Learning At Play is written by Barbara Sheridan and focuses the intersection of play and learning.
Learning At Play
Around seven to ten years old, children begin to learn outside of pretend play, sensory play, and exploratory play. They still play, but they also want to read, watch the world, and talk to others.
Don’t Just Do Something, Sit There! (Part 2)
In my forest kindergarten the children are very big dragon slayers - building and fortifying their castles from dragon attack to looking for dragon tracks to actually (shudder) going to look for them in the dense woods, it is a huge group activity. Do I get involved? The short answer is no. The longer answer is that I do if I am needed to as part of the facilitation process.
Don’t Just Do Something, Sit There! (Part 1)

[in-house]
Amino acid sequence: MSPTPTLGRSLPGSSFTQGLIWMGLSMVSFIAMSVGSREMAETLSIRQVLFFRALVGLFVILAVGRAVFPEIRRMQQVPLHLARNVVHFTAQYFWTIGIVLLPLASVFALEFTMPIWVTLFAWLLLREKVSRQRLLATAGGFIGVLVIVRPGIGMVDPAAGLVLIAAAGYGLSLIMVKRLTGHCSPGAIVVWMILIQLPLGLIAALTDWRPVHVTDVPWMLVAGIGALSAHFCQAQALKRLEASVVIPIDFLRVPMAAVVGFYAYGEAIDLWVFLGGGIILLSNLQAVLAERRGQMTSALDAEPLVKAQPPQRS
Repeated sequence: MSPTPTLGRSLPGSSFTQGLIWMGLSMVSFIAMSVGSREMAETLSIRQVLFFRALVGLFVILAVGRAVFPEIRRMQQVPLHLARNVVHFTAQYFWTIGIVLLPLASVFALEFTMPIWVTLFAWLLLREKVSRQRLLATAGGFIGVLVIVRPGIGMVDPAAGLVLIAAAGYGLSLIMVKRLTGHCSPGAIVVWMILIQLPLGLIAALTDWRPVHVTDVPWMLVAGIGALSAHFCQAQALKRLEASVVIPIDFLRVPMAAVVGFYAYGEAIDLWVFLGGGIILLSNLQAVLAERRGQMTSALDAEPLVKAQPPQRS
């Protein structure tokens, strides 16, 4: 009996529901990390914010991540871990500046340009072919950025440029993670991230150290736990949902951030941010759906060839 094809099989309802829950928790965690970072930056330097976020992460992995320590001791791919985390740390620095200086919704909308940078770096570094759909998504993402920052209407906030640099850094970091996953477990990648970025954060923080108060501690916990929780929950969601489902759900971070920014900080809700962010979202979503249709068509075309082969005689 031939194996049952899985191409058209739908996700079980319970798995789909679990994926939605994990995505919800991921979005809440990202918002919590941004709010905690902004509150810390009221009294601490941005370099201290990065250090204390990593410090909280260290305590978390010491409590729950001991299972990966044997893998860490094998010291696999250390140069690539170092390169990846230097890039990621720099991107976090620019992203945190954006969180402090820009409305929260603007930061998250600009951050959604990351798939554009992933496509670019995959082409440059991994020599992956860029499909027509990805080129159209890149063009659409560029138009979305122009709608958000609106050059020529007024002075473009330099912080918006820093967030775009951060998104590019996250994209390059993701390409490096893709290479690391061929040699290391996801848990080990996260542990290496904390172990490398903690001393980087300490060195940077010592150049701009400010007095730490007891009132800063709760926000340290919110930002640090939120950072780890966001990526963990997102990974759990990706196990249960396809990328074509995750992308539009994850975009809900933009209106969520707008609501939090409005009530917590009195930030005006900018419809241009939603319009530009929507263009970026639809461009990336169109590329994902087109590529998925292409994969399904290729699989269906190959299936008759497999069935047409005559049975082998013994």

As early childhood educators and teachers most of us love to get down and dirty and play. We love to be fully engaged with the kids, playing as if we were kids. What can be wrong with that? Why am I selective about these times?
Worksheets? Never! Well Almost Never…
It is getting to be late fall and most programs have gotten in the groove--the kids are settled and starting to explore and pursue their interests. When it comes to early learning, children generally just need play, and just want play! Their play often forms around real-world scenarios--like pretending to be in school. For younger children, this play looks different from what one would think of as ‘school’. It’s based on their limited experience and knowledge about the whole idea of happens at this place called school.